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2018 Conservation & Fly Fishing Camp
Montana Trout Unlimited once again hosted 20 campers, aged 11-14, at Camp Watanopa on Georgetown Lake. Early concerns regarding high stream flows where quickly set aside as the fishing was excellent both on surrounding streams and on the lake.
Students successfully learned the basics of fly tying and fly fishing thanks to the expertise of our volunteers. We had the additional opportunity to meet with U.S. Fish & Wildlife Service field staff to complete hands on stream restoration in critical bull trout habitat. Campers where able to learn about the characteristics of healthy streams and rivers and their importance to wild and native trout by getting into
(a very cold) tributary to build pools and remove obstructions to improve habitat that provides both coldwater refuge and spawning habitat for bull trout. Montana Fish, Wildlife & Parks generously sent an education program intern to stay at camp for a few days.
It is our goal to continue a program that provides a foundation for coldwater conservation through fly fishing. Youth leave our camp understanding that excellent fishing doesn’t happen without a dedication to protecting the resource. Email [email protected] for more information on supporting or participating in camp.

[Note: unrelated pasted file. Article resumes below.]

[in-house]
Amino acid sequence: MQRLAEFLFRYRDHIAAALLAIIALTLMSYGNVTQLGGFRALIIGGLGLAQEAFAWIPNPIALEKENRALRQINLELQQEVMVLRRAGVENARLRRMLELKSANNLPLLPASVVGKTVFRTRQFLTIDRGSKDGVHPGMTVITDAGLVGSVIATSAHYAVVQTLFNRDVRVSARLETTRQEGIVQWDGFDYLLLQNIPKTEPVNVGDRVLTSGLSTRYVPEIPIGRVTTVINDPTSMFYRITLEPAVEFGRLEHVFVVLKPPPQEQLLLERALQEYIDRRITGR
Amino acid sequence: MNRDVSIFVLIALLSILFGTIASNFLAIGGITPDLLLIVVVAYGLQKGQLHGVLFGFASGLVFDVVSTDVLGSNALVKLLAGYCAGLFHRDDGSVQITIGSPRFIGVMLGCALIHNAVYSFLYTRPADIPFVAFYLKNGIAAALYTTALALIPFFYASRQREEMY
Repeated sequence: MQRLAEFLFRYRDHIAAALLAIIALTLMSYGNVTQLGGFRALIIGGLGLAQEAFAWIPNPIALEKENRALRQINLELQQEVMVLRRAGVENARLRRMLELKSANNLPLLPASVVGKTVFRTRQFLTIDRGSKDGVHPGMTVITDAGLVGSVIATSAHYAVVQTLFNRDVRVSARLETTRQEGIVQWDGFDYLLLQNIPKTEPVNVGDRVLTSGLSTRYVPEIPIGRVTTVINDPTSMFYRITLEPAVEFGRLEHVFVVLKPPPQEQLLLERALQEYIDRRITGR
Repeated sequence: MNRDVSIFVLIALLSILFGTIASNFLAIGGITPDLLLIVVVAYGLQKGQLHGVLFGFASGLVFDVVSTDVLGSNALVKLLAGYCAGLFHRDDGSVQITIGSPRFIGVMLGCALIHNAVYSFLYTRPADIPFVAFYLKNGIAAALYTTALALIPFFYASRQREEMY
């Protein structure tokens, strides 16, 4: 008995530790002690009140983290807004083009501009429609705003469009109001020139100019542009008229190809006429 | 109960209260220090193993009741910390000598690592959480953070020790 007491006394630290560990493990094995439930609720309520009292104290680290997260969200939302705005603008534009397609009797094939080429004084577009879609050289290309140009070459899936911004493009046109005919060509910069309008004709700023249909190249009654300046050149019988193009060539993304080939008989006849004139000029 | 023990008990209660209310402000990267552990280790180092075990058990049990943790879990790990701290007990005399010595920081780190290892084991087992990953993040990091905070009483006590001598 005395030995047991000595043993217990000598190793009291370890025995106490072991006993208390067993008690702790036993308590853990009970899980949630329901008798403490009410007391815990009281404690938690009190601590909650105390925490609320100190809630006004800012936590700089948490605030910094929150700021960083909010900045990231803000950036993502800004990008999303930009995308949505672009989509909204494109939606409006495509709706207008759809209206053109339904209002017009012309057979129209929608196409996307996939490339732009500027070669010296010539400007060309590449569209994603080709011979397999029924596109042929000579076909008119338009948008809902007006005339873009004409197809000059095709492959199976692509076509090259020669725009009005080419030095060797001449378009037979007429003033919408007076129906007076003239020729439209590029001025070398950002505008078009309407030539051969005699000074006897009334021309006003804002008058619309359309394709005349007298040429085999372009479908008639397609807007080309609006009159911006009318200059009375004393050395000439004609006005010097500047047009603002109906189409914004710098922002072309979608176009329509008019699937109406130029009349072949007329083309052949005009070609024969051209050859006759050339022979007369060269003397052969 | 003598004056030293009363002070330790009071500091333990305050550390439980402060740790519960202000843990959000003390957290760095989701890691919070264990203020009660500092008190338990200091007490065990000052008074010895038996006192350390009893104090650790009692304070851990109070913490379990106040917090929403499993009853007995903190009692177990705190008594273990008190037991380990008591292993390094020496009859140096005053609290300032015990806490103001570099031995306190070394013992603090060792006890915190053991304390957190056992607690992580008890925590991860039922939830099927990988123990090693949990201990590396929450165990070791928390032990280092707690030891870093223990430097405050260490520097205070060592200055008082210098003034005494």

Take action and tell Congress to #SaveLWCF
The Land and Water Conservation Fund (LWCF) is our country’s premier program to fund public access, fish and wildlife conservation and outdoor recreation. Since 1965, LWCF has poured more than $16 billion into local communities – including $597 million in Montana – to provide funding for everything from public land acquisitions to developing local outdoor recreation sites.
Chances are that if you have spent time outdoors at a fishing access site, state park, local open space, or public lands, you’ve directly benefitted from the LWCF. In fact, when you float fish in Montana you’re probably using an LWCF-funded access site, since half of all such sites in the state have benefitted from this funding source. Unfortunately, LWCF is set to expire on September 30th unless Congress takes action to reauthorize the program.
Montana’s delegation supports reauthorizing LWCF, but they need to know that the program is a top priority for sportsmen and women. Contact our members of Congress and urge them do all they can to permanently reauthorize LWCF before it expires.
A phone call takes just a minute but can make a big difference, so call today. Senator Tester: (202) 224-2644; Senator Daines: (202) 224-2651; Representative Gianforte: (202) 225-3211